ACCORDING to the G-20 Website, the Group of 20 countries/world’s largest developed and developing economies was founded in 1999, comprising, Argentina, Australia, Brazil, Canada, China, France, Germany, India, Indonesia, Italy, Japan, Republic of Korea, Mexico, Russia, Saudi Arabia, South Africa, Turkey, United Kingdom, United States and the European Union, as a bloc to discuss international economic and financial stability. G20 members represent around 85% of the global GDP, over 75% of the global trade and about two-thirds of the world population.
The G20 was upgraded to the level of Heads of State/Government in the wake of the global economic and financial crisis of 2007, to act as a premier forum for international economic cooperation.G-20 annual summits have evolved into a major forum for discussing economics and other pressing global issues, like, trade, sustainable development, health, agriculture, energy, environment, climate change, anti-corruption and now also the geopolitical issues impacting the world peace and/economy. The G20 Summit is held annually under the leadership of a rotating Presidency.
India holds the current Presidency of G-20 till 30 November 2023.The 18th summit of G-20 was held on 9-10 September 2023 in New Delhi. The G-20 summit broadly agreed to cooperate on energizing of the international economy, availability of greater resources for development, expansion of tourism, global workplace opportunities, stronger food security and a deeper commitment to bio-fuels. The G-20 member countries also passed a resolution favouring a sustainable peace in Ukraine as the conflict is adversely affecting the world economy.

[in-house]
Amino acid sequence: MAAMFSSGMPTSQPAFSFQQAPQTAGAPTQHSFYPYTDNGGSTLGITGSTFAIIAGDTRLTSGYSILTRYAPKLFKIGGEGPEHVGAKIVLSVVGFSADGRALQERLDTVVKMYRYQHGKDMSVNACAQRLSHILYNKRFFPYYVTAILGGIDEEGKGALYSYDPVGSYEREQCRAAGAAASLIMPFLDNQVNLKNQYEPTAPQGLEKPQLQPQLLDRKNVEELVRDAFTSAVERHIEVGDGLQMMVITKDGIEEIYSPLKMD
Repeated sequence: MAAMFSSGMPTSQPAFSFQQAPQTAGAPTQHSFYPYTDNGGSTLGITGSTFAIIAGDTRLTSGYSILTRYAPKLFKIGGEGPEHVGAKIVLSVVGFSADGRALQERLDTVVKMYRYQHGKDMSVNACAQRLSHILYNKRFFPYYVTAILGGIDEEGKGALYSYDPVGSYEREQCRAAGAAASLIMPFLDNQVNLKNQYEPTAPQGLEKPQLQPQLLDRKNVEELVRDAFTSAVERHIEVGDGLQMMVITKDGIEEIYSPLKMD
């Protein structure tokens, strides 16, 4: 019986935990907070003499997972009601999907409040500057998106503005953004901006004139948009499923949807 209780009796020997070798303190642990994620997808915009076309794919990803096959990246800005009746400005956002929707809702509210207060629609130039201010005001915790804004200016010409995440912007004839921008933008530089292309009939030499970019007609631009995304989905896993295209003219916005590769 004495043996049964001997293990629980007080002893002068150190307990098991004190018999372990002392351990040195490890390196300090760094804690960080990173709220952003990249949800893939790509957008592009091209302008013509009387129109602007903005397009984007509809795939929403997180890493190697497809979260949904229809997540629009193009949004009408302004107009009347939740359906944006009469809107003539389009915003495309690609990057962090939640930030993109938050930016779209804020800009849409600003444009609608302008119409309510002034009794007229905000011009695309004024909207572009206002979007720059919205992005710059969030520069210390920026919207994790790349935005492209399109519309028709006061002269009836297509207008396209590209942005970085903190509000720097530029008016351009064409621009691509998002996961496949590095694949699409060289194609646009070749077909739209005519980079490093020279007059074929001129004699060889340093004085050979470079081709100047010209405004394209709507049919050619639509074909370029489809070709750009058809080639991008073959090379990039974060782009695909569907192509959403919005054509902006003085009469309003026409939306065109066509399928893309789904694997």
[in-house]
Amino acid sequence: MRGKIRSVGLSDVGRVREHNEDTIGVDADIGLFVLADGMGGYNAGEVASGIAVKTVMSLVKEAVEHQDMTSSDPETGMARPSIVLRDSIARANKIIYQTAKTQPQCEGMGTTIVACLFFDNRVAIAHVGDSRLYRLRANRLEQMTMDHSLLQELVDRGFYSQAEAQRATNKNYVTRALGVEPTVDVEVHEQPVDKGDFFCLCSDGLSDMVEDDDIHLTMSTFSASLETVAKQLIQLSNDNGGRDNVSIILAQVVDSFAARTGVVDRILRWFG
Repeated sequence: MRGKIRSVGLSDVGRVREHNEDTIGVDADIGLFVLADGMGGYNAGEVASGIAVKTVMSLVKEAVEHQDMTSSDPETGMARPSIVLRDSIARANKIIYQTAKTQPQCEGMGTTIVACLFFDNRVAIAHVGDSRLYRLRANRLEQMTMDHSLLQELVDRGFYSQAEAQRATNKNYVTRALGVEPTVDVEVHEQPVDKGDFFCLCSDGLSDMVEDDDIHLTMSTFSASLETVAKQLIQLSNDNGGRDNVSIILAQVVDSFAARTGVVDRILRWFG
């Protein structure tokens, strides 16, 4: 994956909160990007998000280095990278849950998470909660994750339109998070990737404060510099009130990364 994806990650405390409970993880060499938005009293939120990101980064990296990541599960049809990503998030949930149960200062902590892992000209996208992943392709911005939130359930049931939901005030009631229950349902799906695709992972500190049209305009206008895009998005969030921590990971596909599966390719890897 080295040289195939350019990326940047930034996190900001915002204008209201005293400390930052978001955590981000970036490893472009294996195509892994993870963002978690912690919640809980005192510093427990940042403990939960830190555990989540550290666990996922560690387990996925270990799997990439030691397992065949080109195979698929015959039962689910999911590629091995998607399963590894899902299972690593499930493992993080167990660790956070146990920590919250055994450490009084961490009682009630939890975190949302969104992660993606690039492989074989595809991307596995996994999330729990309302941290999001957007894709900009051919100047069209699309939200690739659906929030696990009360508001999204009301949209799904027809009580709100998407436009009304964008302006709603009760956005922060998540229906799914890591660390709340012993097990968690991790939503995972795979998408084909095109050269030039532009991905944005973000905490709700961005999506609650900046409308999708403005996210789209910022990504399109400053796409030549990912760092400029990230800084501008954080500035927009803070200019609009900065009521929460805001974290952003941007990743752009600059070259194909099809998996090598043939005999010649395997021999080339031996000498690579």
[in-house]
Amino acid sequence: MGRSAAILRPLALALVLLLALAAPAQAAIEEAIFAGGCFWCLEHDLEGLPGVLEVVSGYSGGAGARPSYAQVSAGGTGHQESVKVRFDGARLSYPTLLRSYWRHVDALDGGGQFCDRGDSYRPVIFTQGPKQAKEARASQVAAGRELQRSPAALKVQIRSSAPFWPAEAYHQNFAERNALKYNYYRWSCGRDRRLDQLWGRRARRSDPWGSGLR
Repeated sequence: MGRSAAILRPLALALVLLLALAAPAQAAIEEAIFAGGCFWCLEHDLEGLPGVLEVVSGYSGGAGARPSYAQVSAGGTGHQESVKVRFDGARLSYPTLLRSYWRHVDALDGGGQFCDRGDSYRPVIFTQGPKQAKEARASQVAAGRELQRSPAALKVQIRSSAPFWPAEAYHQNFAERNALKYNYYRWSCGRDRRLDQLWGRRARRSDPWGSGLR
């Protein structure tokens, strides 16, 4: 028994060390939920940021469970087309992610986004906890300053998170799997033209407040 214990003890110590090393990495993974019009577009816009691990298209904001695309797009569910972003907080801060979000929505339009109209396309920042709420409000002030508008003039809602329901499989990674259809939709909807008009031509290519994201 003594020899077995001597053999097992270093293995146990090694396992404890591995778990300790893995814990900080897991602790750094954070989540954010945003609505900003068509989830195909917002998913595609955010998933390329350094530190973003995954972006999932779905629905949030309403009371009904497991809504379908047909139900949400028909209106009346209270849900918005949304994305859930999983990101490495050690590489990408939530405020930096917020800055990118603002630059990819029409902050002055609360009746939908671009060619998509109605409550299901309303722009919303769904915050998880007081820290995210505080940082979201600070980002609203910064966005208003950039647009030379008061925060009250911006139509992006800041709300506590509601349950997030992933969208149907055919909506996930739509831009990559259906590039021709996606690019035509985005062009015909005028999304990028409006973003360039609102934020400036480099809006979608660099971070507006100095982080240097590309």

At the G20 Summit, India, the US, the UAE, Saudi Arabia, France, Germany, Italy and the European Union also signed a Memorandum of Understanding (MoU) to establish the India-Middle East-Europe Economic Corridor. President Biden called it a “game-changing” regional investment project.
No doubt, the steps being taken and supported by the G-20 summit and other such multilateral forums regarding the world economy and the advancement of points of interest of the developing South are welcome steps from Pakistan’s viewpoint. But, the points of concern for Pakistan are, when in its absence at such forums, India uses these forums to get political mileage detriment to Pakistan’s interest, by terming the Kashmiris’ just freedom struggle as terrorism and blaming Pakistan for supporting it, thus undermining Pakistan’s international status, distorting IIOJ&K’s UNSC recognized legal position and Pakistan’s position as a legal party to the dispute as per the UNSC resolutions on J&K State.
By playing such politics at G-20 like forums and drawing advantage out of major powers/other major countries strategic/commercial interests linked with it, India tries to overshadow the world’s concerns about its illegal steps taken about IIOJ&K on 5 August 2019, of taking away its autonomy and dividing it into two federally controlled states with the objective to absorb the disputed IIOJ&K permanently. India also masks its support of the ongoing terrorism in Pakistan, its state terrorism and HR abuses in the IIOJ&K and against its minorities, especially the Muslims, Sikhs and Christians.